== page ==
With this same mindset, we absorb ourselves selflessly in all our daily activities, being present to the world, here and now. That is how we can respond wholeheartedly to the situations that befall us.

Typical daily schedule:
5.30 amWake-up
6.00 amzazen – ceremony – traditional breakfast
8.20 amdishwashing, vegetable preparation, cleaning
9.15 amtea-coffee, sharing with the abbot
9.30 amactivities for the community (samu)
12.30 pmlunch
2.30 pmsamu
5.30 pmshower & free time
6.30 pmdinner
8.15 pmzazen
9.00 pmlights out

Doing things as they must be done,
wholeheartedly, expecting nothing in return.
Tsugen Narazaki.

That is what we practice when we sit zazen, when we chant sutras, when we take our meals in silence… when we weed the vegetable garden, clean the monastery, or cut vegetables …

True Buddhism is cultivated at the heart of everyday life.
Kohô Chisan

All actions performed throughout the day express our gratitude for the life that has been given us.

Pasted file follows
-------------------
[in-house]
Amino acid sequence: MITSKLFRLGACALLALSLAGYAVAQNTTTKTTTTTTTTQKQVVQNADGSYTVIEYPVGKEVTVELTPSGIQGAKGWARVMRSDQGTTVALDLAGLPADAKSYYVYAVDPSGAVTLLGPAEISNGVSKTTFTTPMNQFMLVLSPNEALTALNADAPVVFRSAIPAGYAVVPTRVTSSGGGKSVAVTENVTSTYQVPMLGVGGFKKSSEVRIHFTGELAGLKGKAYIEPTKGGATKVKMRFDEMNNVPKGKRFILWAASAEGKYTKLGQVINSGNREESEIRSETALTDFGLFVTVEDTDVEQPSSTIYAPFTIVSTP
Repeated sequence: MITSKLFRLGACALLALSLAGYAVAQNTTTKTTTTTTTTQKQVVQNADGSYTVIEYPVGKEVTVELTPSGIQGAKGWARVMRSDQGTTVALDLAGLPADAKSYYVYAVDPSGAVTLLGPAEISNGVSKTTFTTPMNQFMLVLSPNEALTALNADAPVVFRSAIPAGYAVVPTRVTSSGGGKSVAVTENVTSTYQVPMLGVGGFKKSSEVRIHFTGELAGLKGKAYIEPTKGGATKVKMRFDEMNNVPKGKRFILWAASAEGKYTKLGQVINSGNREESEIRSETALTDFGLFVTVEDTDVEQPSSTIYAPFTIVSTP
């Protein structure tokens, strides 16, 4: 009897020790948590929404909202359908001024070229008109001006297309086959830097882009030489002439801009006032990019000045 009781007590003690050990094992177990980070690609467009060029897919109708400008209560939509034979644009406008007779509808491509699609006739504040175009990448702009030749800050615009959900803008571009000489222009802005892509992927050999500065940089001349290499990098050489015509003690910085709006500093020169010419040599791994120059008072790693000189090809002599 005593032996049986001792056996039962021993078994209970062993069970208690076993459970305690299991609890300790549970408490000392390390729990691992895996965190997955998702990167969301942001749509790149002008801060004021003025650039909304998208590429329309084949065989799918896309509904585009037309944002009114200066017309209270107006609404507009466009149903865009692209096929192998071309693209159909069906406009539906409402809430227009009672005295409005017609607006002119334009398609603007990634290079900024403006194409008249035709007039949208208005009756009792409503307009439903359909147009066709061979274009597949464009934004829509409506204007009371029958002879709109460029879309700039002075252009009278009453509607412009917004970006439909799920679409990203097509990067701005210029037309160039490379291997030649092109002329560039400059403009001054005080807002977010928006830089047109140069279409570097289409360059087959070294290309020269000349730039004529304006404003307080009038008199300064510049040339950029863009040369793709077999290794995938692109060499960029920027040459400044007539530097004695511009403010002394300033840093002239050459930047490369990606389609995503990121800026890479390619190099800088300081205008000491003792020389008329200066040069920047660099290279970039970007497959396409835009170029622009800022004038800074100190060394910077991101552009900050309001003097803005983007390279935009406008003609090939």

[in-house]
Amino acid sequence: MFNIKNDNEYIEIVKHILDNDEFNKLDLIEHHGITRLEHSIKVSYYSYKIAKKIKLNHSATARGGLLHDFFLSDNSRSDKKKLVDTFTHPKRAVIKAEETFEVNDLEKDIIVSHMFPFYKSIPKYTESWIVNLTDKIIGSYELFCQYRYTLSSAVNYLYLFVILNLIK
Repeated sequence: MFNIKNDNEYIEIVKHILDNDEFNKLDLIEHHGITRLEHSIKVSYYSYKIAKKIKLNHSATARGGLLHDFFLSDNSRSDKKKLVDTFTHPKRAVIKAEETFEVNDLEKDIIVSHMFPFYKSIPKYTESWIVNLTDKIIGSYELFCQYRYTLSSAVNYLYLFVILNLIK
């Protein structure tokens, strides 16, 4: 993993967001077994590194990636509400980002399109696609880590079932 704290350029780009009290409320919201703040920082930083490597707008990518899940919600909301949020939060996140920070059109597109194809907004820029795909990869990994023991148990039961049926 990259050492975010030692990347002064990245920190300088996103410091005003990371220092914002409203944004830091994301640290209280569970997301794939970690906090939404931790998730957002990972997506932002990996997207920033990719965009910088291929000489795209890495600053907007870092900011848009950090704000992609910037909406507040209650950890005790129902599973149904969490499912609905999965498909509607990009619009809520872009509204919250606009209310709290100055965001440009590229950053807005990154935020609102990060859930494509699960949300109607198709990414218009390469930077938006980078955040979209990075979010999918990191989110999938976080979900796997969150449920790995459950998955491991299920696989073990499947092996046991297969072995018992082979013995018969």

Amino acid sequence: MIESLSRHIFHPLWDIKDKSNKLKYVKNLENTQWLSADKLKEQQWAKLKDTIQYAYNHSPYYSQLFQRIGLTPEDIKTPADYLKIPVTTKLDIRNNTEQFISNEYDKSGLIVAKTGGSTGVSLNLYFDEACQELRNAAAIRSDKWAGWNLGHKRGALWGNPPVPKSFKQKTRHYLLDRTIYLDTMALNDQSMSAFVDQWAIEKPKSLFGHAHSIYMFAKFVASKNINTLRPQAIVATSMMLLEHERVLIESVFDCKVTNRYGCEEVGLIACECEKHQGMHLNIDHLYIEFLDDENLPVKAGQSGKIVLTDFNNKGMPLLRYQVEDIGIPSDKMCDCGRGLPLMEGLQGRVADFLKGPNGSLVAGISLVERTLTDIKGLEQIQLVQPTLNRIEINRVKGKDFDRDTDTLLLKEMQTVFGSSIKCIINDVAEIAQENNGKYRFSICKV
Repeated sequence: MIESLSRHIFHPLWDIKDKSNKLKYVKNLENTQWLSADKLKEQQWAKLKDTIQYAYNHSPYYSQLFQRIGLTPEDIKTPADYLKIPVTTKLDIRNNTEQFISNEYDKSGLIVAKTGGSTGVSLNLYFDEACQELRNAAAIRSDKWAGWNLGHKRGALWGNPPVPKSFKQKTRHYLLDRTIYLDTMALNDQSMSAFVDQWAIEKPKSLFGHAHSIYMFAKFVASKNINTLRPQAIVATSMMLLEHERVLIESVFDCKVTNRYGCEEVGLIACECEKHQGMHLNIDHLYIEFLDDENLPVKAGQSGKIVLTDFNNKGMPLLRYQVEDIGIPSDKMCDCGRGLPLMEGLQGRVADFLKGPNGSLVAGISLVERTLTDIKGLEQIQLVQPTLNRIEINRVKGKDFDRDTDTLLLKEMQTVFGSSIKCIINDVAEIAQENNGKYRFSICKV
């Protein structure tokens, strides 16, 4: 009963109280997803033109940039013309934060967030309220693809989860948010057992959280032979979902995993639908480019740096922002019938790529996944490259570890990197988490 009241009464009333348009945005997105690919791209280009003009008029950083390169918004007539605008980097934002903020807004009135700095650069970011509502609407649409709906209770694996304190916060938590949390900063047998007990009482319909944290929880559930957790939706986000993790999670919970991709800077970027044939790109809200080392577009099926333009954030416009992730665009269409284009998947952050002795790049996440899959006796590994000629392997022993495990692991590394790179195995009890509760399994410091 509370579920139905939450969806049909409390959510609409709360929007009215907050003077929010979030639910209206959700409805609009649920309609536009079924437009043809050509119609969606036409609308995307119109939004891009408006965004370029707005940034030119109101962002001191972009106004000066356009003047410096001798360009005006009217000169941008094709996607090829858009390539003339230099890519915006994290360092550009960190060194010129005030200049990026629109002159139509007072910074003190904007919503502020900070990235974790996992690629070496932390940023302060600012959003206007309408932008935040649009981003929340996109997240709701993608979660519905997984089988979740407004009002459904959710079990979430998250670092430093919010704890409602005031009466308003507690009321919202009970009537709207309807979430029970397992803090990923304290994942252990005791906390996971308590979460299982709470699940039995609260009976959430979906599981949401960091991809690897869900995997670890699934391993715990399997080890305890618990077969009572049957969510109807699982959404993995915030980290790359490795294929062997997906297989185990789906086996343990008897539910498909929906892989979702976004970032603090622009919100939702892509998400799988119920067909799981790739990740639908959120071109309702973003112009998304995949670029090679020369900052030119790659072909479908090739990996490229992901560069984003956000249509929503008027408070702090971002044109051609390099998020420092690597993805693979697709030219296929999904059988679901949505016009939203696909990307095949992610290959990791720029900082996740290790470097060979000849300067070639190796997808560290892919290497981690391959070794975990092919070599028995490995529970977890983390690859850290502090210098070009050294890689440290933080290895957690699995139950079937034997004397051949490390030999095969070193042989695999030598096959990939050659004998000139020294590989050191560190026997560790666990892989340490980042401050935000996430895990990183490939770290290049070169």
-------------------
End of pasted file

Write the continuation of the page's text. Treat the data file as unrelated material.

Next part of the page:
Living in a Zen Buddhist monastery means practicing the Buddha’s teachings in all the actions of daily life.
It means following a proper way of life, with respect for others.
The people who come for a retreat live in total interdependence with the residents and share all their activities.

To become a member of the association

Kanshoji Zen Association, founded in 2002, seeks to:

  • enable the study and practice of Sōtō zen, founded by Shakyamuni Buddha, master Dôgen and master Keizan, and transmitted to Europe by master Taisen Deshimaru.
  • spread and make known awareness of Sôtô zen teaching and practice.
  • contribute to the realisation of true freedom of the mind and a better understanding between humans, without discrimination based on gender, race, nationality, belief or religion.
  • see to the upkeep of the resident monks and nuns.
  • ensure the training of monks and nuns.

Start/Renew your AZK (Association Zen Kanshoji) membership

Your membership will become effective upon receipt of your payment.

    New member/Renewal*

    Membership fee, sustaining fees, discounted fees*

    * Conditions for reduced fees: available on demand


    Date of membership/renewal

    Payment in France:
    • Cheque to Association Zen Kanshoji AZK

    • Postal money order or interbank transfer

    • Crédit Coopératif Sarlat


    • IBAN: FR76 42559 10000 08013177575 34

    Outside France:
    • International bank transfer only.

    • Crédit Coopératif Sarlat


    • IBAN: FR76 42559 10000 08013177575 34